Sooz Kempner

Sooz Kempner

Pianist and singer who started a Royal Academy of Music postgrad course in 2009 – and comedy the year after.
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Sooz Kempner: Queen

Review by Jay Richardson

One of those shows in which the act asserts they're going to make it in showbusiness despite all the brickbats they've suffered so far, it's little wonder Sooz Kempner worships Queen and their anthemic songs of self-affirmation.

Disparaged by her estranged actor father, whom she's performing a thinly veiled impression of in her other Fringe show this year, and eclipsed by her more successful comedian brother Luke, she's recently moved back in with her mother at the age of 31, borrowing money in order to fund her festival run.

Juggling her comedy with a soul-destroying admin job, teaching drama to depressingly optimistic schoolkids and working on big Hollywood movies, albeit as an animal handler, she can't even get into Ben Elton's execrable We Will Rock You, despite auditioning three times. Happily, former Queen bassist John Deacon shares her low opinion of the musical.

Pretty much the only thing she's willing to credit her father with is getting her into Queen. She's inspired by Freddie Mercury's non-conformism if intimidated by his piano playing.

But she's determined not to be seen as a coattails-riding 'cheat' and after the initial 15 minutes, there's actually less Freddie karaoke than you might expect. Indeed, the standout moment is probably Kempner's impression of Christina Aguilera performing a sexually charged version of Silent Night, elongating and lingering erotically on every syllable of the lyrics, the legacy of another lamented job she had in Ayia Napa.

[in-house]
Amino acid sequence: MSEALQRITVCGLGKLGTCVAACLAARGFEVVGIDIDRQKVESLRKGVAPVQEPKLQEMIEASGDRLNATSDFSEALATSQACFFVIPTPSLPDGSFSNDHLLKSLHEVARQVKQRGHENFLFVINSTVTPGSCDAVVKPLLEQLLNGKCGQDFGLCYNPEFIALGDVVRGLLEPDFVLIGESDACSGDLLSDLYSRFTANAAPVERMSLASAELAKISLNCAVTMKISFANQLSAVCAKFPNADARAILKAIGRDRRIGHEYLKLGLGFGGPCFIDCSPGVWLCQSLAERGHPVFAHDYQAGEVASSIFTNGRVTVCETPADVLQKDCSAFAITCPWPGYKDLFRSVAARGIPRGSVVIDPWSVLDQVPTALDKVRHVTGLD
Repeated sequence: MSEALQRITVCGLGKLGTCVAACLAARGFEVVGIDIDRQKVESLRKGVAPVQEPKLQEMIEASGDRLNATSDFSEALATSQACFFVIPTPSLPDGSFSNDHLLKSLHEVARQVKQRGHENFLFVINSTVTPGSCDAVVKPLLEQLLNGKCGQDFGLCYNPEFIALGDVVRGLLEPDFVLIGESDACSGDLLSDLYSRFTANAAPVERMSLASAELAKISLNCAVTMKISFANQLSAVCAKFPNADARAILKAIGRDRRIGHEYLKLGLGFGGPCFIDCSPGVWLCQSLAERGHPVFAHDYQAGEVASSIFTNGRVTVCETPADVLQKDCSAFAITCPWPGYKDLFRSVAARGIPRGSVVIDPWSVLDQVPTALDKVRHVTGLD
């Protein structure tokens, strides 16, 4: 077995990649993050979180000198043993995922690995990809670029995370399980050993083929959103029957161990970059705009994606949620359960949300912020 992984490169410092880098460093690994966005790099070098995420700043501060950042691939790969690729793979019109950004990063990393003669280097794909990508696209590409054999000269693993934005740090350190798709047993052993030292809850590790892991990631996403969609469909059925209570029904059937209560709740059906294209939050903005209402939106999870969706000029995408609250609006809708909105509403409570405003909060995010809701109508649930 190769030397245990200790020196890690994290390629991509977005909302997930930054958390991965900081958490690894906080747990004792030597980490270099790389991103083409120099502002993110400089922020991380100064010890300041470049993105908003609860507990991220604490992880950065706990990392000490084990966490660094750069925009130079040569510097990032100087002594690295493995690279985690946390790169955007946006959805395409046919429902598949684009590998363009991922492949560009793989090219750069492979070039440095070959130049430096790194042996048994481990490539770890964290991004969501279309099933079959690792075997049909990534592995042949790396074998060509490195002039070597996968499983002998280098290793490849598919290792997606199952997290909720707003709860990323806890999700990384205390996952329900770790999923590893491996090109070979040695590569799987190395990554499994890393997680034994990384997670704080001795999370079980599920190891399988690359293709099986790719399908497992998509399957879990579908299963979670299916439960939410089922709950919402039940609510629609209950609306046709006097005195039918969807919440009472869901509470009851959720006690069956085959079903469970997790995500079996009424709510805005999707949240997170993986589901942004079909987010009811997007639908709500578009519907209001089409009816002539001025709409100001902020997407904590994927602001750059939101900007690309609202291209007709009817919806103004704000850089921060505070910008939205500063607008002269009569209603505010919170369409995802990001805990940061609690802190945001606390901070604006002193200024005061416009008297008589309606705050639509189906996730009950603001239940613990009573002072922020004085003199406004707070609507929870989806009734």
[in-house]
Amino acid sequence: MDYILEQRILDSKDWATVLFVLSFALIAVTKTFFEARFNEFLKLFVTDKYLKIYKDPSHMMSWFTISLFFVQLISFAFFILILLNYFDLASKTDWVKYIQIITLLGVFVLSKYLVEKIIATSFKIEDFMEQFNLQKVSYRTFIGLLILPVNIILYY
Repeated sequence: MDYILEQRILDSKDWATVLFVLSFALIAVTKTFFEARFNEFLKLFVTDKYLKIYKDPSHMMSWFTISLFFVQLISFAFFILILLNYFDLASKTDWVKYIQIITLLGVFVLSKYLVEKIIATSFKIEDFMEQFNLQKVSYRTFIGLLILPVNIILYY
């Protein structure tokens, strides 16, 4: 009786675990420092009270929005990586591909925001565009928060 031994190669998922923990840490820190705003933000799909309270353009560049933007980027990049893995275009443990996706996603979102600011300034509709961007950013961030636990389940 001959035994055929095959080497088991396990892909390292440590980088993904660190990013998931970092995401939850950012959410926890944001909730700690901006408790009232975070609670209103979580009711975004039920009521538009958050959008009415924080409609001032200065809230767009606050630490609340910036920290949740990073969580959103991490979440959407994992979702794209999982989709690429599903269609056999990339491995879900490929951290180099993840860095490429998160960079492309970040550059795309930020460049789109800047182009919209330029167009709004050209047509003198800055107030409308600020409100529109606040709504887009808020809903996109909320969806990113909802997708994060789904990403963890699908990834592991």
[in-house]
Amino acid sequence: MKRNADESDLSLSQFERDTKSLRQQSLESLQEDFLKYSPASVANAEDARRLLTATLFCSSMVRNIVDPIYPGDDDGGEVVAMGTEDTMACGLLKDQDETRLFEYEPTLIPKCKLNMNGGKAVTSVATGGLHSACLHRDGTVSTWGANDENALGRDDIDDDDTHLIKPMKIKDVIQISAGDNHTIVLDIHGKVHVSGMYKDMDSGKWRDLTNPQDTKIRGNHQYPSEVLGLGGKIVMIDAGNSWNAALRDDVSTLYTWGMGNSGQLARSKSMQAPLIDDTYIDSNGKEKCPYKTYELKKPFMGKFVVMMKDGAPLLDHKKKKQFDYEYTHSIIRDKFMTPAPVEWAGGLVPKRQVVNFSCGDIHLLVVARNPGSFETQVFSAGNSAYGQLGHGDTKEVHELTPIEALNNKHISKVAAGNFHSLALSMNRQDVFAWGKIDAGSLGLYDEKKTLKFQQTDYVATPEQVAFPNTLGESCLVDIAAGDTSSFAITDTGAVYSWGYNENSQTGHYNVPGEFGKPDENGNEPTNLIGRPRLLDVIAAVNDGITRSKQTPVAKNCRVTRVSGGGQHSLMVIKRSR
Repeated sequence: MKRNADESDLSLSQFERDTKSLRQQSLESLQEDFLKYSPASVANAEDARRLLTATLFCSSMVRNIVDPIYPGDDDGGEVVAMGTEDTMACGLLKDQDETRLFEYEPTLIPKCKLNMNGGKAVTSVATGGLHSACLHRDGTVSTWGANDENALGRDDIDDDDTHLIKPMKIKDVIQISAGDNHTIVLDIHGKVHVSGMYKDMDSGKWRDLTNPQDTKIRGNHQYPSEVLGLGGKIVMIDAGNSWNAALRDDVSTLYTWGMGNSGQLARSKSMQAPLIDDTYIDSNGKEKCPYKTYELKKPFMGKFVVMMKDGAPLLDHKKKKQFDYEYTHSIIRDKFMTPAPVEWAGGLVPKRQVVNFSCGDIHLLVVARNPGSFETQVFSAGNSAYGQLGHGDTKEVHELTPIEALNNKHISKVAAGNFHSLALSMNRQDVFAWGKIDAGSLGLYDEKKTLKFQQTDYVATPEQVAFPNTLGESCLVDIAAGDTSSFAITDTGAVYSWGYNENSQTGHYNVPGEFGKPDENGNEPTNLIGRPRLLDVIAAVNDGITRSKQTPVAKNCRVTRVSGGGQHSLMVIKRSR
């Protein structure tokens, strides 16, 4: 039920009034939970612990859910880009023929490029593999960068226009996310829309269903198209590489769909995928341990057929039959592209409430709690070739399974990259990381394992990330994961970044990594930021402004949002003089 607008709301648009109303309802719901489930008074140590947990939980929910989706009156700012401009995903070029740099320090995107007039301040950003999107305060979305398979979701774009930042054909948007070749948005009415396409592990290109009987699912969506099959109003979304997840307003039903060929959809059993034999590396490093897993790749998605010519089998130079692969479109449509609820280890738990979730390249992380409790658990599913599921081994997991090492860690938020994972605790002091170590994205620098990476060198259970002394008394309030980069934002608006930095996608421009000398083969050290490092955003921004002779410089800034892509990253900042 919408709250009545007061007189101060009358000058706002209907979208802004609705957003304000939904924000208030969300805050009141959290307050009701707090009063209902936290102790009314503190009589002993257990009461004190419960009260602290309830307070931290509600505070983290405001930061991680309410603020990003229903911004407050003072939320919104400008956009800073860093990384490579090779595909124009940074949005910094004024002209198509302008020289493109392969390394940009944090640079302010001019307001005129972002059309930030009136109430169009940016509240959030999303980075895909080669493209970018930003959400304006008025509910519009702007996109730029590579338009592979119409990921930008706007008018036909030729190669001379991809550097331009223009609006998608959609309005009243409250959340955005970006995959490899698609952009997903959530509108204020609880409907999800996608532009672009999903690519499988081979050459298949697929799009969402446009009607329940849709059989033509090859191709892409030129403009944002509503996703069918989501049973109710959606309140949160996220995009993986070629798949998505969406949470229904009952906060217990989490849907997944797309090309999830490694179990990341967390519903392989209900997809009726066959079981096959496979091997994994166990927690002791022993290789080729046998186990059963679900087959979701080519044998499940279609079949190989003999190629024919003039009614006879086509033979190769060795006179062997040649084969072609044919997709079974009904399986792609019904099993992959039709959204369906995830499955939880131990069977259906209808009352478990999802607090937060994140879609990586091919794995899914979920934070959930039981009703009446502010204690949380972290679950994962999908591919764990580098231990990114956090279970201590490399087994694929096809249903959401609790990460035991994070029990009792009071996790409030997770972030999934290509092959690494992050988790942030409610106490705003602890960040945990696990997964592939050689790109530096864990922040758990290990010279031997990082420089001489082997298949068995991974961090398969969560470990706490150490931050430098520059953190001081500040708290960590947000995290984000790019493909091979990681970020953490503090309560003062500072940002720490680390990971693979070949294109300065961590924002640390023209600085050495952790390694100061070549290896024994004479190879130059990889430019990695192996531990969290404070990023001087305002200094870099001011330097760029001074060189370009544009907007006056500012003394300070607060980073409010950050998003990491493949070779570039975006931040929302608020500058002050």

Further impressions of the likes of Ray Liotta, Al Pacino and Kelsey Grammer, even if deliberately dreadful, are a waste of time. And she plays the overshadowed sibling to Luke, a Johnny-come-lately to comedy who swept past her with his acclaimed mimicry, international touring and ITV2 show, throwing her the tiniest consolation crumb of patronising nepotism as he blew by. She reveals something of her relationship woes, too, but the account is sketchy and feels tacked on to the end of the hour.

Although she's keen to emphasise her lack of bitterness, Kempner has too much recourse to referencing harsh reviews and audience reactions from earlier in her run, her pluck in overcoming the occasional misinterpretation not obscuring the fact that there's a fair chunk of mediocrity to encourage such views. A song addressed to Jimmy Savile is typically heavy-handed in its predictable, inverted logic. And Queen fans who've booked expecting to hear about their favourite band could reasonably feel themselves short-changed.

Still, the perky, defiant Kempner can certainly hold a tune and she retains an underdog charm, encouraging you to hope that she gets her break soon.

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Published: 27 Aug 2016

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